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#21

Merchant
MD Eastern Shore
Thanks! That's good news.
Brad
#22

Member
New Jersey
I was reading on a Facebook group that people are saying 'Old shefield steel - great', new south African steel - poor. They have no data other than the grudge that someone bought the wade and butcher name.

I am wondering, does Steel have DNA, ethnicity too?
Sourav - That's my name. It actually means fragrance!!  Goes well with this forum!
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#23

That Bald Guy with the Big Beard
Bishop, CA
(11-27-2016, 04:56 AM)iamsms Wrote: I was reading on a Facebook group that people are saying 'Old shefield steel - great', new south African steel - poor. They have no data other than the grudge that someone bought the wade and butcher name.

I am wondering, does Steel have DNA, ethnicity too?

I am still relatively new to wet shaving, but one thing I have noticed is that some people just can't resist the drama. I try really hard not to have an opinion until I've had an opportunity to try it for myself...
-Chris~Head Shaver~
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#24

Member
New Jersey
Not only the drama, people talking with such authority with utter stupidity baffles me. In the olden days, when techniques like say xrd, xps, rbs, eds ( fairly straightforward techniques of figuring out material composition, bonding, etc etc) weren't available, they could perform other tests to judge the steel quality, but no real way to figure out compositions and such. Just like 150 years ago there was only 'human blood', not so many varieties. So one place producing steel would be different than others. And they had no concretely objective way to differentiate. Not anymore. Steel from different places doesn't have any mojo just for being from that place. Anyone, anywhere in the world can replicate that steel with correct tools.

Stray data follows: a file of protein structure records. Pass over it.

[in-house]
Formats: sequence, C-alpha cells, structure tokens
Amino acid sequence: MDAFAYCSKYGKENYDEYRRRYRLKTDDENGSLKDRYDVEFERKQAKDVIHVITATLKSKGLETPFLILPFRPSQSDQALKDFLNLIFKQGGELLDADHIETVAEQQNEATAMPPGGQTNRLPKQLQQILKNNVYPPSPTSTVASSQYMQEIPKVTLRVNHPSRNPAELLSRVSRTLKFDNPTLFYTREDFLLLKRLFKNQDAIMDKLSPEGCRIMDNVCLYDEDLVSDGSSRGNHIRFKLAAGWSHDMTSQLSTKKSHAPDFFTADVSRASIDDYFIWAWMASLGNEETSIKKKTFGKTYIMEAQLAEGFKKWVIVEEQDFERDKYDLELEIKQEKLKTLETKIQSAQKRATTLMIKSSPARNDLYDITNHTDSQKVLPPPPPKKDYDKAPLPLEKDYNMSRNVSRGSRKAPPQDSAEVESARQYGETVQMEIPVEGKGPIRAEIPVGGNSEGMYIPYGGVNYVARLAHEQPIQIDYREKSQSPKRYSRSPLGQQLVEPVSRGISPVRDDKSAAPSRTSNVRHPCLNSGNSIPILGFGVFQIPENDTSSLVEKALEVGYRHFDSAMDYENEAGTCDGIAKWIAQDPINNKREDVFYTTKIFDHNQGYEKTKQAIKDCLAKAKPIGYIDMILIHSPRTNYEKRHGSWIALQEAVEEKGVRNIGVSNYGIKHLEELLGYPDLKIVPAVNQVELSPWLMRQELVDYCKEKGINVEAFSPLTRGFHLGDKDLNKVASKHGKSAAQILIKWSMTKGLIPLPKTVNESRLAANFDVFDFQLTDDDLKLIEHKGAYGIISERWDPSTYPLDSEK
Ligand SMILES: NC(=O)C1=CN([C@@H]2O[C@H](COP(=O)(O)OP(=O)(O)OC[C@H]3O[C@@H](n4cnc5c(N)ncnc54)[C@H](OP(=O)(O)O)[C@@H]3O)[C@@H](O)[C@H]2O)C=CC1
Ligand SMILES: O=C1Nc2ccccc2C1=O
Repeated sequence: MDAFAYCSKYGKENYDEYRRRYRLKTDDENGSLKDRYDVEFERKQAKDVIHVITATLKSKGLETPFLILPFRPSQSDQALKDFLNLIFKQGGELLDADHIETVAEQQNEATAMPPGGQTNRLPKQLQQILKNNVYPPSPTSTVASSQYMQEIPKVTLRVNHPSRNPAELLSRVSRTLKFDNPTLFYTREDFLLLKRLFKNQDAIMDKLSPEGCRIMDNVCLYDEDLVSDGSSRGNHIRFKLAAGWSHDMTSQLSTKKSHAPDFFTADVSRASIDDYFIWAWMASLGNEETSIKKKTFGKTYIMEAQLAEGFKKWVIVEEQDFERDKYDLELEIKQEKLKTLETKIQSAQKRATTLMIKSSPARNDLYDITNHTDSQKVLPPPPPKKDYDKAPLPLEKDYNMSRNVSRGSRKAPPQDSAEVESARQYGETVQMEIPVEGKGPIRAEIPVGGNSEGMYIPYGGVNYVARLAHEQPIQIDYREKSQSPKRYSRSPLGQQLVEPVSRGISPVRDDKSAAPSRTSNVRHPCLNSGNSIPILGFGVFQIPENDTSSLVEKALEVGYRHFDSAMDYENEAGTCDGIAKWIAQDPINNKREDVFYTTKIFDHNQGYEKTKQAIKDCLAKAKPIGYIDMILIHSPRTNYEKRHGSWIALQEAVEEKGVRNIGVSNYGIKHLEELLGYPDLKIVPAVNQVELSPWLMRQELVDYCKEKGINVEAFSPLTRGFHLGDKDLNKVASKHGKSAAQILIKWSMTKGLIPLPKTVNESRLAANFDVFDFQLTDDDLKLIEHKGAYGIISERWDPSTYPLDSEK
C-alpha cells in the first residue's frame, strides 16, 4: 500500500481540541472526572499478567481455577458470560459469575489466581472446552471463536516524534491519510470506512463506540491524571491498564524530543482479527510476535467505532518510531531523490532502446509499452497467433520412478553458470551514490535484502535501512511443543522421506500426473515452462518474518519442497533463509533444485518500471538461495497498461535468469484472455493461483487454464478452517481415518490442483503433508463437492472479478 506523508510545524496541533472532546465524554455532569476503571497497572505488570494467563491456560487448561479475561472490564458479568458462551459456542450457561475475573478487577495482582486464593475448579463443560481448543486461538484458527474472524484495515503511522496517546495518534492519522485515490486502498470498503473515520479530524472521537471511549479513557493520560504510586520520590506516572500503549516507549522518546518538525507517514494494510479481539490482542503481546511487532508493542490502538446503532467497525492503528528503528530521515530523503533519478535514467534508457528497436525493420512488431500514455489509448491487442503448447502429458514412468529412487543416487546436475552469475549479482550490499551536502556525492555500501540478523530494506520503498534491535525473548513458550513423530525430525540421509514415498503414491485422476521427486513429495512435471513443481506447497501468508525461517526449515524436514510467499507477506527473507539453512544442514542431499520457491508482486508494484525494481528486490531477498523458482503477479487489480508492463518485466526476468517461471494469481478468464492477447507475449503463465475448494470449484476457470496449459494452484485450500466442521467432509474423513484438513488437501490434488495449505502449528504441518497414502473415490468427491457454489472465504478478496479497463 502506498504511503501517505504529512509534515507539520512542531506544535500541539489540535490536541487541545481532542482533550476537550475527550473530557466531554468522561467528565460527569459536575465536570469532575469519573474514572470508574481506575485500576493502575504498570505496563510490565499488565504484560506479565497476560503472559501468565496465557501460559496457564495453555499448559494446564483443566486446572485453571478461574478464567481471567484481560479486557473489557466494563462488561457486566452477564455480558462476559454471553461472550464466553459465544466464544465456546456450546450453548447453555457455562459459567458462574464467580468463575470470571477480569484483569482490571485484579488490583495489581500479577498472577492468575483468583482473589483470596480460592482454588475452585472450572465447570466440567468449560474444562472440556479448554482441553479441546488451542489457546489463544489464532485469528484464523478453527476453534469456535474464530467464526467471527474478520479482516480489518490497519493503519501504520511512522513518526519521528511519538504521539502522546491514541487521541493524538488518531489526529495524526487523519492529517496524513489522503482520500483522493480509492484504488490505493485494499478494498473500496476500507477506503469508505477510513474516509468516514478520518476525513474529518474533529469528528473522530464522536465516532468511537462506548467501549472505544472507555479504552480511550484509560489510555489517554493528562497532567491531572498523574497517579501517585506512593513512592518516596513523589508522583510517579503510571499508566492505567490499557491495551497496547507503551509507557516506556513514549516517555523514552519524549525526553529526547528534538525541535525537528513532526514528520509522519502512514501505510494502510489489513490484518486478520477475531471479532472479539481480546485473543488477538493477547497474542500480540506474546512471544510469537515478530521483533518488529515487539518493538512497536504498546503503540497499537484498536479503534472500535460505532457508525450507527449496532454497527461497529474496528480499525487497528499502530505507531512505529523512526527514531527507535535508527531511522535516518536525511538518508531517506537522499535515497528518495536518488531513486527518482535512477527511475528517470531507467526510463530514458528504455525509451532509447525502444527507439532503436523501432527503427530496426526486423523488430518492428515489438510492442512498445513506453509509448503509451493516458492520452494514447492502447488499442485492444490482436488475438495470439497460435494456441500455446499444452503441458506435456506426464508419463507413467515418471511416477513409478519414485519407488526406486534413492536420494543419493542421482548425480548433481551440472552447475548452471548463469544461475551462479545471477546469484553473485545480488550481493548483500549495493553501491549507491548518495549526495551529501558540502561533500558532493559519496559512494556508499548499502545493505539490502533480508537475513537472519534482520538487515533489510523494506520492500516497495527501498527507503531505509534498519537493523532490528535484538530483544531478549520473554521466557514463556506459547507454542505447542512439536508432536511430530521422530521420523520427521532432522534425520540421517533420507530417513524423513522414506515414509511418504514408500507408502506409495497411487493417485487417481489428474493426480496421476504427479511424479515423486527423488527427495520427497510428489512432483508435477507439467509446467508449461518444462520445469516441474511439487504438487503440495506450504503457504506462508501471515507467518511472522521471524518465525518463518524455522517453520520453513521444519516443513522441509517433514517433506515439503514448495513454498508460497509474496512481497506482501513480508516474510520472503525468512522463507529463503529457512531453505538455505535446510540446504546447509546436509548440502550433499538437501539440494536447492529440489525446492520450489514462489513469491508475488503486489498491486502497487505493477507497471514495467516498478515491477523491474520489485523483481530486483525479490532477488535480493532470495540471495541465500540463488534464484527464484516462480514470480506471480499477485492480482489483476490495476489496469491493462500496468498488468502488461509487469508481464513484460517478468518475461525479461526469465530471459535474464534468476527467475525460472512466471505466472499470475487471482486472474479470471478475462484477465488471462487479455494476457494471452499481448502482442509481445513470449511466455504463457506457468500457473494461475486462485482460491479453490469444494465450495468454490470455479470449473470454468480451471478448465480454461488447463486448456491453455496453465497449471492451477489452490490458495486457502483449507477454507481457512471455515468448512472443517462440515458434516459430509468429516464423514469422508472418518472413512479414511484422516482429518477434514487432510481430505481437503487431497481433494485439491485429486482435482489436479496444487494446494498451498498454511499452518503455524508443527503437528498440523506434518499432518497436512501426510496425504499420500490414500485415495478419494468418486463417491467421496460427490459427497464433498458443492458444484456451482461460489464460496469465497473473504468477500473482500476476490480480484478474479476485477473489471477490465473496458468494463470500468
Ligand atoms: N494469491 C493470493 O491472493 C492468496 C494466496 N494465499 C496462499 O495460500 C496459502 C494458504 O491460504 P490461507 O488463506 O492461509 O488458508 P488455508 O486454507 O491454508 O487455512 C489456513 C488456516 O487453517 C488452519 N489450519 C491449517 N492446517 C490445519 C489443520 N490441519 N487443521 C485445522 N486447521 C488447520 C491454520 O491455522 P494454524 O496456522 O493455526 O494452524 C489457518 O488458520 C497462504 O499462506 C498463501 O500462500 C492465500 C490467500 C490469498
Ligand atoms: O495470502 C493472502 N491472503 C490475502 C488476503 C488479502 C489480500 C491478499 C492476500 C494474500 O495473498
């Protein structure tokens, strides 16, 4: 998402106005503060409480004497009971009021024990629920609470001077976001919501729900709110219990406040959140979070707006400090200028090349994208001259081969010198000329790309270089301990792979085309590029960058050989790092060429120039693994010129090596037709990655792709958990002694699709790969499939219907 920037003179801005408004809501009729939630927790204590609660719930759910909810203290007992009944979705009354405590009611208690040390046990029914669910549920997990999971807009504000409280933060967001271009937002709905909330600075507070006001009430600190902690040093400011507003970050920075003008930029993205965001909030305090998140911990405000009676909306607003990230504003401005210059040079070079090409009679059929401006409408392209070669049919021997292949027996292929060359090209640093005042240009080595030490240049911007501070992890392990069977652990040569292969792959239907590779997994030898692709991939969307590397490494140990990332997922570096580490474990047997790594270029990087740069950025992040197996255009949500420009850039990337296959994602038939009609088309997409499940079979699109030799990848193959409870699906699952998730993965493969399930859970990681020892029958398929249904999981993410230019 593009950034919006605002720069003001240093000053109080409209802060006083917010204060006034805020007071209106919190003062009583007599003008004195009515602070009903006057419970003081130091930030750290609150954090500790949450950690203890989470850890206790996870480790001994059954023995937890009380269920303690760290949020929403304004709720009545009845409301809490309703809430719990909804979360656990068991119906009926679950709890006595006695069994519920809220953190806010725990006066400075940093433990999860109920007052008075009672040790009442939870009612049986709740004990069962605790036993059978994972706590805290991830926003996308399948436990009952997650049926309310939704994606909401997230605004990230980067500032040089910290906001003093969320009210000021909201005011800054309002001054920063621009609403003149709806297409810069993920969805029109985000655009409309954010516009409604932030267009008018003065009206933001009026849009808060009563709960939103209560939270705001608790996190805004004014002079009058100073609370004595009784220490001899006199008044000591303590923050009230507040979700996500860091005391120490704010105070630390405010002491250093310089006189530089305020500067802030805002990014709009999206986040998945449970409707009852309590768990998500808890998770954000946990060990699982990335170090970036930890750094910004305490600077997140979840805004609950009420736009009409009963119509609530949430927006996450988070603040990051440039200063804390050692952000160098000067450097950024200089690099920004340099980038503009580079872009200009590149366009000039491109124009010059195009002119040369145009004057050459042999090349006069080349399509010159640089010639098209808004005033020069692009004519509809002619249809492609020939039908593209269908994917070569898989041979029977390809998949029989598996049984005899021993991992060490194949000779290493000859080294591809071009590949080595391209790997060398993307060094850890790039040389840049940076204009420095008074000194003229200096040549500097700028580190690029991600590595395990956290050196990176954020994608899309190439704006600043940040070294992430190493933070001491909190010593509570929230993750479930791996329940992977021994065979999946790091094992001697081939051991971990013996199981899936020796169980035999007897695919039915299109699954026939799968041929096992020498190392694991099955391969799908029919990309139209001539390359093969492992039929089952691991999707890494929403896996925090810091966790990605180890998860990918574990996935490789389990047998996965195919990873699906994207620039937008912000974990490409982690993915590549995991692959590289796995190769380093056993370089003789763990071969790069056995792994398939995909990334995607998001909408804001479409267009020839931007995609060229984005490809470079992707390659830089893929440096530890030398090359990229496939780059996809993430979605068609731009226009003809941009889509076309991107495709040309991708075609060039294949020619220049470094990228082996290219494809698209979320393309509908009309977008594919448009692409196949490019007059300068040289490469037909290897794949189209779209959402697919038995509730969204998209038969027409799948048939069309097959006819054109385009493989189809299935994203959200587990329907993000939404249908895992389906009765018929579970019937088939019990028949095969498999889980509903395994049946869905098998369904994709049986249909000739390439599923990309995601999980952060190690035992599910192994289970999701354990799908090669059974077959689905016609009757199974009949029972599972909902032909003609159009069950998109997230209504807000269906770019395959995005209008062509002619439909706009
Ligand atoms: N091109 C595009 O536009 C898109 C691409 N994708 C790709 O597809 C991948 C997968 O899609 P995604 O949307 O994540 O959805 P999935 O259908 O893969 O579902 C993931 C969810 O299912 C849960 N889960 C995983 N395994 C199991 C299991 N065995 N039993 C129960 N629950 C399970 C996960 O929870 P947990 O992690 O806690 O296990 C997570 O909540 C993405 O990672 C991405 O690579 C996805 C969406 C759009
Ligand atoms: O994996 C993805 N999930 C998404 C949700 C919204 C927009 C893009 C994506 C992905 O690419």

There is no secret recipe, how hard is that to understand. And how hard it is to not create drama.
Sourav - That's my name. It actually means fragrance!!  Goes well with this forum!
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#25

Member
TN
(This post was last modified: 11-29-2016, 06:56 PM by MileMarker60.)
It's a interesting topic.
I'm on the side of "not a big fan"
From a personal side... to me W&B had/has a historic name in straight razors.
While I don't think the new version will be lesser quality.. it will never be able to live up the name's history.
What are we going to see next.. a rebirth of Greaves and Sons.

You can see some of the potential problems with the new Puma razor.
The recently branded Puma is nothing close to the vintage Puma razors.

Don't get me wrong. I'm sure they will make a nice razor and I'm sure they will sale a good number.
I just think it would have been better to use their own name/brand instead of buying the W&B name.
#26

That Bald Guy with the Big Beard
Bishop, CA
(11-29-2016, 06:51 PM)MileMarker60 Wrote: It's a interesting topic.
I'm on the side of "not a big fan"
From a personal side... to me W&B had/has a historic name in straight razors.
While I don't think the new version will be lesser quality.. it will never be able to live up the name's history.
What are we going to see next.. a rebirth of Greaves and Sons.

You can see some of the potential  problems with the new Puma razor.
The recently branded Puma is nothing close to the vintage Puma razors.

Don't get me wrong. I'm sure they will make a nice razor and I'm sure they will sale a good number.
I just think it would have been better to use their own name/brand instead of buying the W&B name.